I also see waiters give heavy pours right before the meal comes and offer another bottle. We ussally decide by how much we want to spend that night. If we dont mind a big bill we get another bottle if we want a smaller one we go by the glass if we run out.
quote:
Originally posted by Board-O:
quote:
Originally posted by Stefania Wine:
I find the best way to avoid wine service disappointments is as W+A and Sandy say, take charge of the situation and be clear and direct in your expectations.

This is a fairly common one, and I've just gotten into the habit of always telling the server exactly what size pour I'd like.


I watch as the server makes the first pour and signal them to stop pouring early. Sometimes I'll politely tell them we prefer to pour the wine ourselves.


I always do this ... this has never caused a problem, and I suspect many waitstaff are relieved to be relieved of this duty.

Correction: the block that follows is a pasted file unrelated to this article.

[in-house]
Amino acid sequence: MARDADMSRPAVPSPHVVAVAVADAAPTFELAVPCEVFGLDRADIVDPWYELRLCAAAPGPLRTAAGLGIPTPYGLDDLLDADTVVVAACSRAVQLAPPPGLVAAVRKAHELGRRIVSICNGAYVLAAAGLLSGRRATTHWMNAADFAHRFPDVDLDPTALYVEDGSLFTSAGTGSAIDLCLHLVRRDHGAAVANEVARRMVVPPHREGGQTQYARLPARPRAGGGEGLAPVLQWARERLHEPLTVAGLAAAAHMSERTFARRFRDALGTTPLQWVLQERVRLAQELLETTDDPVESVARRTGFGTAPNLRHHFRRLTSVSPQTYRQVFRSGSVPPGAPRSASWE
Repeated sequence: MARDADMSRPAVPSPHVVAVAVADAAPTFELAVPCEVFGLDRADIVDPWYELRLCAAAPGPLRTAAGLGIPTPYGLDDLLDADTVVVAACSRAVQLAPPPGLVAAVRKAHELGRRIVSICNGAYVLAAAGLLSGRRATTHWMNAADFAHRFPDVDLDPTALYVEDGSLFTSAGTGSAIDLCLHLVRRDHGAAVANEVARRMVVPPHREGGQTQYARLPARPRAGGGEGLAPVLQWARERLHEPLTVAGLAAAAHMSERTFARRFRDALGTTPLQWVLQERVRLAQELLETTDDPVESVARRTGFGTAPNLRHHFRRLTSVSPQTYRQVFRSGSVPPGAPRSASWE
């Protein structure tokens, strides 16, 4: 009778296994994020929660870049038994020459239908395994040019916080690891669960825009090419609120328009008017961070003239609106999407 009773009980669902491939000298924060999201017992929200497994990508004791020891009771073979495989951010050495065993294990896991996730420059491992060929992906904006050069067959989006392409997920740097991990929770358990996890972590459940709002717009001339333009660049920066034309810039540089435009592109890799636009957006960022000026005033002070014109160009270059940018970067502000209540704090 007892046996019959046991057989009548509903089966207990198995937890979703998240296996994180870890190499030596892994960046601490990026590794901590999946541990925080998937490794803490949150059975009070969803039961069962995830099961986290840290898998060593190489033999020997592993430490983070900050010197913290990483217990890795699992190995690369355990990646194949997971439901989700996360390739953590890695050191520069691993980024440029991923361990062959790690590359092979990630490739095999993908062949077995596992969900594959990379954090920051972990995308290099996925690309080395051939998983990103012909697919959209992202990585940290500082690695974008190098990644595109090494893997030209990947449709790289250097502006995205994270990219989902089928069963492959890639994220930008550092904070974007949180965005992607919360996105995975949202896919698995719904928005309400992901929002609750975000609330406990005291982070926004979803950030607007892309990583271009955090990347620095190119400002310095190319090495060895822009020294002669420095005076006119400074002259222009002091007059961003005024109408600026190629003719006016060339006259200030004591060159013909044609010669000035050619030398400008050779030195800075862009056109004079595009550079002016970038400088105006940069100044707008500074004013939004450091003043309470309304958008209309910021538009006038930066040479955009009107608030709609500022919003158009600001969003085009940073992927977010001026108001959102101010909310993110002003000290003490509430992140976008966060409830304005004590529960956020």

quote:
Originally posted by GlennK:
quote:
Originally posted by mitPradikat:
Here's a question regarding the opposite end of the wine service spectrum. Do you think that a restaurant which prides itself on its wine list and wine service should automatically rinse the decanter with an appropriate wine prior to decanting the wine you ordered? I've been to a couple of wonderful restaurants where the only minor complaint of the evening was that this service was not offered and the server seemed puzzled by what I was asking.